India on Wednesday told the United States that it would assess benefits from further defence agreements which Washington says will give New Delhi the advantage of high technology.
The U.S. insists that India sign the Communications Inter-Operability and Security Memorandum of Understanding (CISMOA) and the Logistic Supplies Agreement (LSA) after agreeing last year to a standardised End User Verification Agreement.
At his meeting with U.S. Defence Secretary Robert Gates here, Defence Minister A.K. Antony said the proposal to conclude umbrella agreements like CISMOA would “need to be assessed from the viewpoint of the benefits which would accrue to India.”
At a media interaction later, Dr. Gates admitted that the U.S. had so far not spelt out how India would gain by agreeing to these two pacts. These would allow it access to the highest American cryptology information, for instance, provided on the C130J Hercules medium-lift transport aircraft India was buying.
Dr. Gates said he told Prime Minister Manmohan Singh on Tuesday that his department would provide concrete instances of the advantages to India from these pacts that, among other things, promoted geospatial data-sharing.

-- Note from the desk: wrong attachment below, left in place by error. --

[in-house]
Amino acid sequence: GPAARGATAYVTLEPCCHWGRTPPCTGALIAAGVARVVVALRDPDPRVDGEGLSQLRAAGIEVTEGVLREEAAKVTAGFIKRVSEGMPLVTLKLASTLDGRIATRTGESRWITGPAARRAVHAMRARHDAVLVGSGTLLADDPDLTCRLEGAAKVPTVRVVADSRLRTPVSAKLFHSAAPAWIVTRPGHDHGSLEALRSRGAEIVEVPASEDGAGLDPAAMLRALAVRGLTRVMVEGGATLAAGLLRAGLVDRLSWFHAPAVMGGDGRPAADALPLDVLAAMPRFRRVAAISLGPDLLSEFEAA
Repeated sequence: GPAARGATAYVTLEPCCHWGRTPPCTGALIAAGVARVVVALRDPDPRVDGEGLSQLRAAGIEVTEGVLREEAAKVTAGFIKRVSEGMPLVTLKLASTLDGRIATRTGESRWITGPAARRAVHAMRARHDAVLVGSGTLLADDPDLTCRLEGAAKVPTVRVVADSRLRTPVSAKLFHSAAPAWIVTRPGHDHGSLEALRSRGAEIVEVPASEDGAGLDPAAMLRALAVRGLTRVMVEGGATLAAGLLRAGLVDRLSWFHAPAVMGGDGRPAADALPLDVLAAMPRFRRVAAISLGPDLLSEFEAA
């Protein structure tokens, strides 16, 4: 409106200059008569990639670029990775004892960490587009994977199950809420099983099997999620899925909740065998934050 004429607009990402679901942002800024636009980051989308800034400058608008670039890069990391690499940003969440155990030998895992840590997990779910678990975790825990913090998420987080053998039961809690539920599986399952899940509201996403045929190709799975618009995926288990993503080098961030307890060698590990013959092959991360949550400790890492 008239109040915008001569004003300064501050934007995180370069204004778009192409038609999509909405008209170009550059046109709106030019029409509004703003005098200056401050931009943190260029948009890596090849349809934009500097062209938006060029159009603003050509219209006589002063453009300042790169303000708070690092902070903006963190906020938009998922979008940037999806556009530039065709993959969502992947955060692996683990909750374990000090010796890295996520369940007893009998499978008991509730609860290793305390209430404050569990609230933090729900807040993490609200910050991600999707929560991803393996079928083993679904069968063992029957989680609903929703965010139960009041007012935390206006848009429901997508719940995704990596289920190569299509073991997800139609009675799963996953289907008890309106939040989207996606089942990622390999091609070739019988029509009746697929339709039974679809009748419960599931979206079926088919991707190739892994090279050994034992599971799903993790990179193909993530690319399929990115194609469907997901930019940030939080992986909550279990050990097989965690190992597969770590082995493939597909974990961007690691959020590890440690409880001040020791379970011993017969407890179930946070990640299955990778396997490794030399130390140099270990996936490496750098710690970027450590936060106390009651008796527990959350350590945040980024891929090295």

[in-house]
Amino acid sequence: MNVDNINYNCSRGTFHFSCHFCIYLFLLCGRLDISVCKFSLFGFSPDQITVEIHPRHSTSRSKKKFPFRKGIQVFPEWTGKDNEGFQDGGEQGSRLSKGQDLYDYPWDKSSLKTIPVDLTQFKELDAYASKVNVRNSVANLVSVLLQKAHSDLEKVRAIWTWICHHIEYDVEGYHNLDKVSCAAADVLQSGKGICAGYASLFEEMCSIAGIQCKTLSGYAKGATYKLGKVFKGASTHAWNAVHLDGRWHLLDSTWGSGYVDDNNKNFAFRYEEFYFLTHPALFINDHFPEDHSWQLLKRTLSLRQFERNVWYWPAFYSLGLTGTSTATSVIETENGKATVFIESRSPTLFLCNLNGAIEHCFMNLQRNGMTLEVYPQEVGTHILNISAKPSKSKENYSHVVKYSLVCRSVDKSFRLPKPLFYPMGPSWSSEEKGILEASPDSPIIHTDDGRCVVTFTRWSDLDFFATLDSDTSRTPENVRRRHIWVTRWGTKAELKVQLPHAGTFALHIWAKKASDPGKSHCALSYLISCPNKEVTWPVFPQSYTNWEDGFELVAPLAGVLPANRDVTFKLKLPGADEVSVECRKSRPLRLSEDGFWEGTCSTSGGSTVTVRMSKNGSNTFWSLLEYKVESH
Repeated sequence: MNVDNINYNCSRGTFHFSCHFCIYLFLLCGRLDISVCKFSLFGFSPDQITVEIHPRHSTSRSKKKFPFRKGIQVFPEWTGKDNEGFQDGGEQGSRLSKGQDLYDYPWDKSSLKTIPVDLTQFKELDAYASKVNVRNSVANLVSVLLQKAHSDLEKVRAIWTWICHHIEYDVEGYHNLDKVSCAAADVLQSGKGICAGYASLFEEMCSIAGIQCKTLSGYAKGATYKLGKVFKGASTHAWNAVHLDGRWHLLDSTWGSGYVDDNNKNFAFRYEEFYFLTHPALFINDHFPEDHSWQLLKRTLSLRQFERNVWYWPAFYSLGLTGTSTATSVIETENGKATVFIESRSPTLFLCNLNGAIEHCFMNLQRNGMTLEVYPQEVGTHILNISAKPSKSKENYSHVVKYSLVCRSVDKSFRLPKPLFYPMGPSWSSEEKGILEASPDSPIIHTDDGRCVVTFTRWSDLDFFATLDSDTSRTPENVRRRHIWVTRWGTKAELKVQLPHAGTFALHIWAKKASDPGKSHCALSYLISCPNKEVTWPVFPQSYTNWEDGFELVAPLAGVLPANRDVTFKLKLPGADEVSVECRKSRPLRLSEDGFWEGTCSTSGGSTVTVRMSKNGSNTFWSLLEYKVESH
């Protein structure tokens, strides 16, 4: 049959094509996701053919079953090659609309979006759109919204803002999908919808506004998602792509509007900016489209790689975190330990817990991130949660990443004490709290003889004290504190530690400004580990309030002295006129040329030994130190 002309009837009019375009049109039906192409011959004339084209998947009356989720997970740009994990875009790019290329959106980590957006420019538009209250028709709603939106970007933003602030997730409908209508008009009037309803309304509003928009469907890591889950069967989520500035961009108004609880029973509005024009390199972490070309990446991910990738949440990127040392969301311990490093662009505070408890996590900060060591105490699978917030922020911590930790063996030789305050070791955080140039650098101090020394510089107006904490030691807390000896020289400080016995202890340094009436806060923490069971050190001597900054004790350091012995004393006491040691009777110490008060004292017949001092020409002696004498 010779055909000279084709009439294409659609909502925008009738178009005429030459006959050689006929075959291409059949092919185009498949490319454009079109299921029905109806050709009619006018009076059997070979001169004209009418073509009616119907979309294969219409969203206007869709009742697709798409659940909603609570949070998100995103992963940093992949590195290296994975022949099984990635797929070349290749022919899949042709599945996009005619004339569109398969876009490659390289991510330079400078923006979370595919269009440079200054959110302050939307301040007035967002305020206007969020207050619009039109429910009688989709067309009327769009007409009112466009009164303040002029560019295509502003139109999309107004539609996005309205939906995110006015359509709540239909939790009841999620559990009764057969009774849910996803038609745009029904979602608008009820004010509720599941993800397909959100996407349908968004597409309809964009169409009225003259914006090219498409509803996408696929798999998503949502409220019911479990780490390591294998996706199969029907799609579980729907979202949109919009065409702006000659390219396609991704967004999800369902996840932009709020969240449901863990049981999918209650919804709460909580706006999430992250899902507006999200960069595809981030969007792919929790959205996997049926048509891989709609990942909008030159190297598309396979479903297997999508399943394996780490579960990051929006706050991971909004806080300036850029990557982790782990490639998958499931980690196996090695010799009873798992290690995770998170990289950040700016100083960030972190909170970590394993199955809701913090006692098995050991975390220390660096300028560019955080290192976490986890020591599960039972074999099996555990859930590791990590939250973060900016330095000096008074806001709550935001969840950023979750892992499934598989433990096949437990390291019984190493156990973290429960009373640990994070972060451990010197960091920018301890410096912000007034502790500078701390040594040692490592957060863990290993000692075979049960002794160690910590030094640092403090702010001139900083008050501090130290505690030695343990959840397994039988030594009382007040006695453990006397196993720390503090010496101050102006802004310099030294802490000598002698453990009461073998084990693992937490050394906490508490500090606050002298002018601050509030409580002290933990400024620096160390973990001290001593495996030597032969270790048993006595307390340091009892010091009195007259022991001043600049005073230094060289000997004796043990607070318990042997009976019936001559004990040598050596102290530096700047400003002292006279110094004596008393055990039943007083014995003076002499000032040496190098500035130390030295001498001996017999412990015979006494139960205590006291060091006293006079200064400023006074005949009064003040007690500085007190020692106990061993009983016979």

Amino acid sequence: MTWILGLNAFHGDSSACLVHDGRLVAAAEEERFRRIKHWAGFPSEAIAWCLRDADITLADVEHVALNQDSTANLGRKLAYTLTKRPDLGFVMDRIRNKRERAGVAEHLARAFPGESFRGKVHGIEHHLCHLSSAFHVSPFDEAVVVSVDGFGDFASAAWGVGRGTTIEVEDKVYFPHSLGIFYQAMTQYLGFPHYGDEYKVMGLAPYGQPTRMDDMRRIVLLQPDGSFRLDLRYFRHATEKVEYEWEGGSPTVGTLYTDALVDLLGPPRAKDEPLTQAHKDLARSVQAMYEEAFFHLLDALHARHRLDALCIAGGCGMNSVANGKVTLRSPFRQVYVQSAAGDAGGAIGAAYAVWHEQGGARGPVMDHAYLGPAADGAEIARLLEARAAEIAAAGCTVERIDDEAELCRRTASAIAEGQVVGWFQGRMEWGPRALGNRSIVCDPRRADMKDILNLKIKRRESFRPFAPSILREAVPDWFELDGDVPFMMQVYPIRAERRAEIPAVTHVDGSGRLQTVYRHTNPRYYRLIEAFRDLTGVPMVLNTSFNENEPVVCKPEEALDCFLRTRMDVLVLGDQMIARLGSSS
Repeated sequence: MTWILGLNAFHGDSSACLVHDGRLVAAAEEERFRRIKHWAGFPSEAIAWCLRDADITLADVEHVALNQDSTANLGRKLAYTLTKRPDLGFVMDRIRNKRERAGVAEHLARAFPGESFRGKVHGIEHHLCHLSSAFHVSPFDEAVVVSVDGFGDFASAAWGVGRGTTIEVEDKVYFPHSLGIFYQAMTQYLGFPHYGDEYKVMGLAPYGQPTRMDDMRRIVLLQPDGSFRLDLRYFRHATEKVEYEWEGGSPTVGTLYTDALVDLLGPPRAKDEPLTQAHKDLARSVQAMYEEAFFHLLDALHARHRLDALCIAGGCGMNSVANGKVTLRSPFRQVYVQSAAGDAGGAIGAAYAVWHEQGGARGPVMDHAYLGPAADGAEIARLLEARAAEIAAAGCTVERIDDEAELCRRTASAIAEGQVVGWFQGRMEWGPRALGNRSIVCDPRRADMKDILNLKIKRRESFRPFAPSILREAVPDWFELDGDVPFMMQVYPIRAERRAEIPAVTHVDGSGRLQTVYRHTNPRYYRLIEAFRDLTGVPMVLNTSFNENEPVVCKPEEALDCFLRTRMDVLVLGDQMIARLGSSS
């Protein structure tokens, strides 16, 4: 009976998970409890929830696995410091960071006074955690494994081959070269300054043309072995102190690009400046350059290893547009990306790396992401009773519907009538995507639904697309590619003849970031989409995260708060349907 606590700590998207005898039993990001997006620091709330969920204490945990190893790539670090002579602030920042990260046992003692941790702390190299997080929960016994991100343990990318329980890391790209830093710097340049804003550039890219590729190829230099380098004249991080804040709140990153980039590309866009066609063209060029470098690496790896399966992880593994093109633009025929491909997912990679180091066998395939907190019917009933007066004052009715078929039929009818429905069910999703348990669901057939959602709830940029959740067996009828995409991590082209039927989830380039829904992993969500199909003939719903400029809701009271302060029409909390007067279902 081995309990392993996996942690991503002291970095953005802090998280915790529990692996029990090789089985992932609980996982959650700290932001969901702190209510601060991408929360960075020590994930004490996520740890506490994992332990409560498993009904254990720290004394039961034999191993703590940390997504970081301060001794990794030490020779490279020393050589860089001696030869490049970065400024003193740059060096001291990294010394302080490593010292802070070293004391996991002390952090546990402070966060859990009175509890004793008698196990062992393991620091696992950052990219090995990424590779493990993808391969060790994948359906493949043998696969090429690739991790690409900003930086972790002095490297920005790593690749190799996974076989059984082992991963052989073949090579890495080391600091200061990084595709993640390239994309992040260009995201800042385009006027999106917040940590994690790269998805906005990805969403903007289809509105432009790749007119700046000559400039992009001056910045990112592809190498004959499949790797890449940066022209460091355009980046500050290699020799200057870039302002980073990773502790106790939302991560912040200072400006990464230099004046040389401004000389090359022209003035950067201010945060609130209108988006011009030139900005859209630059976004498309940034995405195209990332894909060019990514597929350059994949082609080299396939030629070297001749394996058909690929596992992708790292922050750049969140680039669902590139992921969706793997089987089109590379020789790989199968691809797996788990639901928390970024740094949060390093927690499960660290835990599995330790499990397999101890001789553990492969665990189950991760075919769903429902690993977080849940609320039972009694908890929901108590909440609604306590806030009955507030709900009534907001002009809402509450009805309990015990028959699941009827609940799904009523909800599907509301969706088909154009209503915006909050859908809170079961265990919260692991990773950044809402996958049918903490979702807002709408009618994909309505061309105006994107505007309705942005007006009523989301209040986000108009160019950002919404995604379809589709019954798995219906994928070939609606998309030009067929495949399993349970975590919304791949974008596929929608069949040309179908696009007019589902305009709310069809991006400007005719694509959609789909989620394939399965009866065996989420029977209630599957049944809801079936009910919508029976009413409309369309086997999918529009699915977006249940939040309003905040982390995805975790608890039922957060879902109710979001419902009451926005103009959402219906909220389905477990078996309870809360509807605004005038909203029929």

During the discussions, Mr. Antony conveyed to Dr. Gates India’s concern over denial of export licences for various defence-related requirements of the armed forces.
Referring to the inclusion of some Indian public sector defence undertakings and Defence Research and Development Organisation labs in the U.S. ‘Entity List,” he said such restrictions were anomalous in the backdrop of steady improvement of bilateral defence ties.
Dr, Gates told the Minister that President Barack Obama had initiated a comprehensive reform of export control regulations. This involved facilitating supply of defence technology and equipment to India, Dr. Gates assured.
Mr. Antony suggested that the U.S. expand its defence trade ties to cover transfer of technology and co-production from the present buyer-seller relationship.